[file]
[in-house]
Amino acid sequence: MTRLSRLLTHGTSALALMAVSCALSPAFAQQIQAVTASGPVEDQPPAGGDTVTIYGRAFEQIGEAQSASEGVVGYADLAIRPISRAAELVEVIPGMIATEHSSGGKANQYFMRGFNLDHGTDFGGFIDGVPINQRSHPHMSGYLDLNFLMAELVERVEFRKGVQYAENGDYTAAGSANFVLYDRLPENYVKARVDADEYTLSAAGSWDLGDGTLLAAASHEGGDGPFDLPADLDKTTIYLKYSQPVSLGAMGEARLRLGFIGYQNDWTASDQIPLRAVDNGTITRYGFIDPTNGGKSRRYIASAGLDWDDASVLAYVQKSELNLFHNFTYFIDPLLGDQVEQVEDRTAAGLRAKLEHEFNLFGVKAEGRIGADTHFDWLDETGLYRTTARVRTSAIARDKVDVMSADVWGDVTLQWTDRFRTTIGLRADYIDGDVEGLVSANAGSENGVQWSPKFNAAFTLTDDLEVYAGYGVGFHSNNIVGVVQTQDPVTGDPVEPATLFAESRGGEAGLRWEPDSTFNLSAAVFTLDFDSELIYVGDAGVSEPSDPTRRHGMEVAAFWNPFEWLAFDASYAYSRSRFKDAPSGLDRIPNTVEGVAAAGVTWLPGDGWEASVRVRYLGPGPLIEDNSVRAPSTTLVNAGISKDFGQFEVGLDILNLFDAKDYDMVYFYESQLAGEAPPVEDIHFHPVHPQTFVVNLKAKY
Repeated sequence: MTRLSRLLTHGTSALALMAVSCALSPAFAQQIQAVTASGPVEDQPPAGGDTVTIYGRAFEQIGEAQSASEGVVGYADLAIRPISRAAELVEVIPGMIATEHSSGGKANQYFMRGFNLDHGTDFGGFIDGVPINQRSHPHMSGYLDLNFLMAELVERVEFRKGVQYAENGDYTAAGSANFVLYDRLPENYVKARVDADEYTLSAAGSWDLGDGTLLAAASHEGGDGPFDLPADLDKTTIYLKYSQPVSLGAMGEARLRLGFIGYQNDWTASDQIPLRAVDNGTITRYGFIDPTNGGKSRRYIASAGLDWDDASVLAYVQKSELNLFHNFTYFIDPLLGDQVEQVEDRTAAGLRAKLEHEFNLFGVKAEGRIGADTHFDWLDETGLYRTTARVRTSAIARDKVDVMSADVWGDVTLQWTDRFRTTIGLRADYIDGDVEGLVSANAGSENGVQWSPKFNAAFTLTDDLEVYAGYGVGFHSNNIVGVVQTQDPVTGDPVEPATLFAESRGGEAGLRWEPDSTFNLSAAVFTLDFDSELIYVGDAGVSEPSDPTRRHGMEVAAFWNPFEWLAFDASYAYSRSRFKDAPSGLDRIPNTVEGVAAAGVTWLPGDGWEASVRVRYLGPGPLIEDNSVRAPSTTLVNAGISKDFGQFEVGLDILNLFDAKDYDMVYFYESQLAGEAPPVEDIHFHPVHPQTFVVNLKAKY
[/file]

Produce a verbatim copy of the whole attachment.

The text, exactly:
[in-house]
Amino acid sequence: MTRLSRLLTHGTSALALMAVSCALSPAFAQQIQAVTASGPVEDQPPAGGDTVTIYGRAFEQIGEAQSASEGVVGYADLAIRPISRAAELVEVIPGMIATEHSSGGKANQYFMRGFNLDHGTDFGGFIDGVPINQRSHPHMSGYLDLNFLMAELVERVEFRKGVQYAENGDYTAAGSANFVLYDRLPENYVKARVDADEYTLSAAGSWDLGDGTLLAAASHEGGDGPFDLPADLDKTTIYLKYSQPVSLGAMGEARLRLGFIGYQNDWTASDQIPLRAVDNGTITRYGFIDPTNGGKSRRYIASAGLDWDDASVLAYVQKSELNLFHNFTYFIDPLLGDQVEQVEDRTAAGLRAKLEHEFNLFGVKAEGRIGADTHFDWLDETGLYRTTARVRTSAIARDKVDVMSADVWGDVTLQWTDRFRTTIGLRADYIDGDVEGLVSANAGSENGVQWSPKFNAAFTLTDDLEVYAGYGVGFHSNNIVGVVQTQDPVTGDPVEPATLFAESRGGEAGLRWEPDSTFNLSAAVFTLDFDSELIYVGDAGVSEPSDPTRRHGMEVAAFWNPFEWLAFDASYAYSRSRFKDAPSGLDRIPNTVEGVAAAGVTWLPGDGWEASVRVRYLGPGPLIEDNSVRAPSTTLVNAGISKDFGQFEVGLDILNLFDAKDYDMVYFYESQLAGEAPPVEDIHFHPVHPQTFVVNLKAKY
Repeated sequence: MTRLSRLLTHGTSALALMAVSCALSPAFAQQIQAVTASGPVEDQPPAGGDTVTIYGRAFEQIGEAQSASEGVVGYADLAIRPISRAAELVEVIPGMIATEHSSGGKANQYFMRGFNLDHGTDFGGFIDGVPINQRSHPHMSGYLDLNFLMAELVERVEFRKGVQYAENGDYTAAGSANFVLYDRLPENYVKARVDADEYTLSAAGSWDLGDGTLLAAASHEGGDGPFDLPADLDKTTIYLKYSQPVSLGAMGEARLRLGFIGYQNDWTASDQIPLRAVDNGTITRYGFIDPTNGGKSRRYIASAGLDWDDASVLAYVQKSELNLFHNFTYFIDPLLGDQVEQVEDRTAAGLRAKLEHEFNLFGVKAEGRIGADTHFDWLDETGLYRTTARVRTSAIARDKVDVMSADVWGDVTLQWTDRFRTTIGLRADYIDGDVEGLVSANAGSENGVQWSPKFNAAFTLTDDLEVYAGYGVGFHSNNIVGVVQTQDPVTGDPVEPATLFAESRGGEAGLRWEPDSTFNLSAAVFTLDFDSELIYVGDAGVSEPSDPTRRHGMEVAAFWNPFEWLAFDASYAYSRSRFKDAPSGLDRIPNTVEGVAAAGVTWLPGDGWEASVRVRYLGPGPLIEDNSVRAPSTTLVNAGISKDFGQFEVGLDILNLFDAKDYDMVYFYESQLAGEAPPVEDIHFHPVHPQTFVVNLKAKY